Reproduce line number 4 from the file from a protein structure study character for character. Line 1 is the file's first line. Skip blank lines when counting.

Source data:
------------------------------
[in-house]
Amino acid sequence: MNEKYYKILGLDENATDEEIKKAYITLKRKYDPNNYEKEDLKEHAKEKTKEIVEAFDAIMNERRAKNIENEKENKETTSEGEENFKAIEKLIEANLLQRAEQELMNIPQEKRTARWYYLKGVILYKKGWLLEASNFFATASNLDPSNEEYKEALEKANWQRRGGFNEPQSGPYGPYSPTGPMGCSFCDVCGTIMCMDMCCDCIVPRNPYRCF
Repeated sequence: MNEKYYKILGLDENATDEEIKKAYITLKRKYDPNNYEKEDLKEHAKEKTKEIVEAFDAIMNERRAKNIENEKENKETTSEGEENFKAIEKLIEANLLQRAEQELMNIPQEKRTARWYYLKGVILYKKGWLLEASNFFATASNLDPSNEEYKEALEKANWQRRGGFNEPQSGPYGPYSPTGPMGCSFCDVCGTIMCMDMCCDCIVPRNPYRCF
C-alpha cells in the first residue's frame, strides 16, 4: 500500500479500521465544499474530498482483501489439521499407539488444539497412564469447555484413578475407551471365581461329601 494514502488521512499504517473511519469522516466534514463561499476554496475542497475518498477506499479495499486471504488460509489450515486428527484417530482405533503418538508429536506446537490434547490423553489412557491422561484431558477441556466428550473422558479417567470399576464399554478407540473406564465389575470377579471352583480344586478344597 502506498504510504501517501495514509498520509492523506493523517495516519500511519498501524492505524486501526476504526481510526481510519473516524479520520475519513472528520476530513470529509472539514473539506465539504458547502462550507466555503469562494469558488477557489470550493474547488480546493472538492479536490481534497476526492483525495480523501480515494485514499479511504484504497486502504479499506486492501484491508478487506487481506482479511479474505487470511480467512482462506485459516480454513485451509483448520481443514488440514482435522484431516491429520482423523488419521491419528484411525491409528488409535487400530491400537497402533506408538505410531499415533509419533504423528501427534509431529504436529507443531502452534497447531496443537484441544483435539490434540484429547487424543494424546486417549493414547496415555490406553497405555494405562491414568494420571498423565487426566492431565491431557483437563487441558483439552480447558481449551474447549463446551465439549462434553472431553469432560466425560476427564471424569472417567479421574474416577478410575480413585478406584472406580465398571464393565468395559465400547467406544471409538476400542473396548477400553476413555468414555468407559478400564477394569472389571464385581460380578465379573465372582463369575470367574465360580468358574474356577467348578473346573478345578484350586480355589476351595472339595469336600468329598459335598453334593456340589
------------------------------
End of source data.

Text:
C-alpha cells in the first residue's frame, strides 16, 4: 500500500479500521465544499474530498482483501489439521499407539488444539497412564469447555484413578475407551471365581461329601 494514502488521512499504517473511519469522516466534514463561499476554496475542497475518498477506499479495499486471504488460509489450515486428527484417530482405533503418538508429536506446537490434547490423553489412557491422561484431558477441556466428550473422558479417567470399576464399554478407540473406564465389575470377579471352583480344586478344597 502506498504510504501517501495514509498520509492523506493523517495516519500511519498501524492505524486501526476504526481510526481510519473516524479520520475519513472528520476530513470529509472539514473539506465539504458547502462550507466555503469562494469558488477557489470550493474547488480546493472538492479536490481534497476526492483525495480523501480515494485514499479511504484504497486502504479499506486492501484491508478487506487481506482479511479474505487470511480467512482462506485459516480454513485451509483448520481443514488440514482435522484431516491429520482423523488419521491419528484411525491409528488409535487400530491400537497402533506408538505410531499415533509419533504423528501427534509431529504436529507443531502452534497447531496443537484441544483435539490434540484429547487424543494424546486417549493414547496415555490406553497405555494405562491414568494420571498423565487426566492431565491431557483437563487441558483439552480447558481449551474447549463446551465439549462434553472431553469432560466425560476427564471424569472417567479421574474416577478410575480413585478406584472406580465398571464393565468395559465400547467406544471409538476400542473396548477400553476413555468414555468407559478400564477394569472389571464385581460380578465379573465372582463369575470367574465360580468358574474356577467348578473346573478345578484350586480355589476351595472339595469336600468329598459335598453334593456340589